"You have to hit a pretty mellow, meditative state when going in because you have all of this makeup on for hours upon hours," Mears says. "Plus the emotional concept that you're dealing with for the character, the emotional complexity, which elevates your heart rate and you're basically lying to your body, but you're insulated with all this heat and swamp gunk, in a sense, and there's nowhere for that energy to go. So after say a highly emotional scene, you have to try to find a way to get oxygen and to level your heart rate out."
The news that Swamp Thing himself would rely mostly on practical effects rather than any sort of motion capture set the show's production apart from the beginning. Every day on set, Mears would don the enormous suit and spend hours in makeup — two hours to put on his face, one hour to get it off once they got it down pat. While a few slithering vines or moving leaves were added in post-production, everything you see onscreen is, for the most part, something Mears was actually wearing as he moved and emoted through it all.
It's physically taxing work, Mears says, but he is quick to add that he can't complain; whining on about the role's challenges would be akin to a lifeguard whining about having to get wet. This is exactly what he signed up for.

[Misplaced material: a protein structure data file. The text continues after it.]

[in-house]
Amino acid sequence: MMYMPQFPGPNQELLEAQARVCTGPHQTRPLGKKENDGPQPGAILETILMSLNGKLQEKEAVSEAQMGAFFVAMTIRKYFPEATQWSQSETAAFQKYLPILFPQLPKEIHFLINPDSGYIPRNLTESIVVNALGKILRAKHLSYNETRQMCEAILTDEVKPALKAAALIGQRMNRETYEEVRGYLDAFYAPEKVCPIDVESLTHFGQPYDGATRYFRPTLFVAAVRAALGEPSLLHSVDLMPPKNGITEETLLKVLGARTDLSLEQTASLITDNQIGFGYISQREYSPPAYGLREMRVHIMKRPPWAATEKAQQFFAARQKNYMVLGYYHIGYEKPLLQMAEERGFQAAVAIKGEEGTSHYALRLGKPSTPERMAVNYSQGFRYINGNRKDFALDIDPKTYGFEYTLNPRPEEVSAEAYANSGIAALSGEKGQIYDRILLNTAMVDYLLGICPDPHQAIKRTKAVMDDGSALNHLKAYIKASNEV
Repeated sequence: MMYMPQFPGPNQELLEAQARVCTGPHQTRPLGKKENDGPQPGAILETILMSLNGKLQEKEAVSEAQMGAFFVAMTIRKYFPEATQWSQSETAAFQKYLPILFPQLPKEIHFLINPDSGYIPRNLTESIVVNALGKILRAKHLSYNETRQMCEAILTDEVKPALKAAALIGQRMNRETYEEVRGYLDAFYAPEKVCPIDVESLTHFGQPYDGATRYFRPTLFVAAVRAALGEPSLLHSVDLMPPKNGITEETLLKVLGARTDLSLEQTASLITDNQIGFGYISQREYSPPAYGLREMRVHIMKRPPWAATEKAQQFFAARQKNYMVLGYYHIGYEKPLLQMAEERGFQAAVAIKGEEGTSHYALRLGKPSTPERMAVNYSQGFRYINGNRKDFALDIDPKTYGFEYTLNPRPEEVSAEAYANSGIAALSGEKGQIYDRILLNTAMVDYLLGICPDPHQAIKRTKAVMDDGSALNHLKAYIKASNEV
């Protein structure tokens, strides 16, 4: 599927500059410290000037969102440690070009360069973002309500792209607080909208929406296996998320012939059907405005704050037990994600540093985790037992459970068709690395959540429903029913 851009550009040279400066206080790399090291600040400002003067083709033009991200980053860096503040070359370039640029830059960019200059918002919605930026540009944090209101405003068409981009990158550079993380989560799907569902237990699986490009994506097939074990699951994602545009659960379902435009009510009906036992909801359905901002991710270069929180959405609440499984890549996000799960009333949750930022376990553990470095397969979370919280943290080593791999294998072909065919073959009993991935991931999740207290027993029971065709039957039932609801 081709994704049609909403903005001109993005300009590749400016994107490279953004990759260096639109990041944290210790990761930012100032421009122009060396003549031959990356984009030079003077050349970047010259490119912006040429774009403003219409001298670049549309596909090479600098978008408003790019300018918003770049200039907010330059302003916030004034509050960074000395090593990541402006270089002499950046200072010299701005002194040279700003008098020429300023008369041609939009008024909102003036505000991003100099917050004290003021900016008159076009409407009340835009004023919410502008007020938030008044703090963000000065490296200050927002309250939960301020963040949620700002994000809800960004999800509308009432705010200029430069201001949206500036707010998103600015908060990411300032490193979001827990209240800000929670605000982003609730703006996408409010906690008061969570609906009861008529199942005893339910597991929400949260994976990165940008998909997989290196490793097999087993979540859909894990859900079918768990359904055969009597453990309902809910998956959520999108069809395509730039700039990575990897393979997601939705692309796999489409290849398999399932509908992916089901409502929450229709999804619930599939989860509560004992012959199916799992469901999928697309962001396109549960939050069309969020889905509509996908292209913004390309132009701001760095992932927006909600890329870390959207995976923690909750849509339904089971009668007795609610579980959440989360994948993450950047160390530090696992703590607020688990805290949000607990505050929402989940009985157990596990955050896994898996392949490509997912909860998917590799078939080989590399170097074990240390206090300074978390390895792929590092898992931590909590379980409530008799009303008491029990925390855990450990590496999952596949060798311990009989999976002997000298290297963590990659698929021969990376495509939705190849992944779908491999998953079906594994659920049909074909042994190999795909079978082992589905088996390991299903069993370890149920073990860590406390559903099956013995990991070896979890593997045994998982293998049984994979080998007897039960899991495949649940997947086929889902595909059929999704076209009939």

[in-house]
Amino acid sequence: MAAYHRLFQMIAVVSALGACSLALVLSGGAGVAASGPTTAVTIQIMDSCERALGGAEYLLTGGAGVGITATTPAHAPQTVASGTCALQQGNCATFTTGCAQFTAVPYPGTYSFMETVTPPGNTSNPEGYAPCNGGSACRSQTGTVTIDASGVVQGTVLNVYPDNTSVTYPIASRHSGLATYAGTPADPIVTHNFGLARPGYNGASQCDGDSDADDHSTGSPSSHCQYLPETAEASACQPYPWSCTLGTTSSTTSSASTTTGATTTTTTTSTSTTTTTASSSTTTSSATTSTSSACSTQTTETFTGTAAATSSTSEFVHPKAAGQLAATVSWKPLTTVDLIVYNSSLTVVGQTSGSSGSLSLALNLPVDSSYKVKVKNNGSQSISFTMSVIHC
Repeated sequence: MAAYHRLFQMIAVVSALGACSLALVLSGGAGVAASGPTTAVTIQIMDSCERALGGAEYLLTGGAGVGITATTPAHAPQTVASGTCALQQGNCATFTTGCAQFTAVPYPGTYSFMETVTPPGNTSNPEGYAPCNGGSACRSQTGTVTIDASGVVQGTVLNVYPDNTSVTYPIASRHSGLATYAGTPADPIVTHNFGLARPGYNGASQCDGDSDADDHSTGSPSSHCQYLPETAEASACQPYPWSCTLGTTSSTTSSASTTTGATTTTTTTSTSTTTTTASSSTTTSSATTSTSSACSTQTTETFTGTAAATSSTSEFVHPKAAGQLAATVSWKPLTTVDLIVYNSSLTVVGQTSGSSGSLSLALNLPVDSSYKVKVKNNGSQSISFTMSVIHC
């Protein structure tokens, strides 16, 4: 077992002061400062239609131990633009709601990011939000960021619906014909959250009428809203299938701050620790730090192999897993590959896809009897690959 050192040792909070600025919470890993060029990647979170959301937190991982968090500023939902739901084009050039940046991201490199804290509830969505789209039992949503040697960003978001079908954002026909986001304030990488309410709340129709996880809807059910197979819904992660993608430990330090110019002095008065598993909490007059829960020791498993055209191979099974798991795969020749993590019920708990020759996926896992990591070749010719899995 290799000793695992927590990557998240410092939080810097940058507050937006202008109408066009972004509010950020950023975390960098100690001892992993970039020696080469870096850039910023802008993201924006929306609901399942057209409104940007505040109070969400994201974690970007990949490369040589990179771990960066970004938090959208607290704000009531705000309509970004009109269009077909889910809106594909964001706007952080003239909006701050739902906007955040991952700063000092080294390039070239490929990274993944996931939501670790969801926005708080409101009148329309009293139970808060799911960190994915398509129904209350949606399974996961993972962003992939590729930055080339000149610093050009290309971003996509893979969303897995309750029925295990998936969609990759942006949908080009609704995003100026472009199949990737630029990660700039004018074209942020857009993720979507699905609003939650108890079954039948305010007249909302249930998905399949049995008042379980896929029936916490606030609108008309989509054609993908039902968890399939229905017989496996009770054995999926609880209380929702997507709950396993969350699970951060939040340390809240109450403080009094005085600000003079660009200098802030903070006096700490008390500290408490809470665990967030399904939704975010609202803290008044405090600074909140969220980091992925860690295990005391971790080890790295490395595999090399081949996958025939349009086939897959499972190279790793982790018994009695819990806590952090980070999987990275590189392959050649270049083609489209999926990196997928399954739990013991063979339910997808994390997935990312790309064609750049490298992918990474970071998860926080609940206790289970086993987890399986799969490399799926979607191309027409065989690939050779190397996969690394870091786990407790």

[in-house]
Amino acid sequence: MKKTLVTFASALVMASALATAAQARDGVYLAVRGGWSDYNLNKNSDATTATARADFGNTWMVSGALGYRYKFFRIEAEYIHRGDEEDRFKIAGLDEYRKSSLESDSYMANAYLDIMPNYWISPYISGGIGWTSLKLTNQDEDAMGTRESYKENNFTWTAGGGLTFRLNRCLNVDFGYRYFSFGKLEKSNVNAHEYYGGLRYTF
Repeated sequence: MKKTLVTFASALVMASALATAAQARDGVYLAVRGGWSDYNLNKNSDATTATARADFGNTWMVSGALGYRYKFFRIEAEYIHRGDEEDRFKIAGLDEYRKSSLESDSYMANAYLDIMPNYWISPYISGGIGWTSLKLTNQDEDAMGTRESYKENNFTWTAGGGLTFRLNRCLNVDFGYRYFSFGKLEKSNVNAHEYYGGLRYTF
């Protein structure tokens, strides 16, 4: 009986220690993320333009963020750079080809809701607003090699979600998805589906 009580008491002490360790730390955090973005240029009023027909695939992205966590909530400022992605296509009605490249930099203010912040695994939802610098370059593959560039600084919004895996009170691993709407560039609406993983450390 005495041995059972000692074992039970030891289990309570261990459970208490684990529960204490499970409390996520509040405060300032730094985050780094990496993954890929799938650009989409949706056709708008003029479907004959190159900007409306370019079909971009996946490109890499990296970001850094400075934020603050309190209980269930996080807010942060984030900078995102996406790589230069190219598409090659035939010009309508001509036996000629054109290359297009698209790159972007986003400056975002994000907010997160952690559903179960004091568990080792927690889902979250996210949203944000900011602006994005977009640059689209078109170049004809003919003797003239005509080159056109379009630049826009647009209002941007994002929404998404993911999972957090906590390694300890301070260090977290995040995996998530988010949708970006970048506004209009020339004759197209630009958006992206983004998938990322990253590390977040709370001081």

"It's that old adage of film," he muses. "That pain is temporary and film is forever. That's what you try to hold on to when creating a character like this."
To find that emotional core, Mears spent time studying DC Comics' various iterations of Swamp Thing and having long, winding talks with Bean about their duel performance.
"Essentially, the whole show is about acceptance," Mears explains. "The outside world is not accepting of [Swamp Thing], but essentially, [the audience] is inside the character accepting himself and once he accepts himself, the outer world accepts the inner world."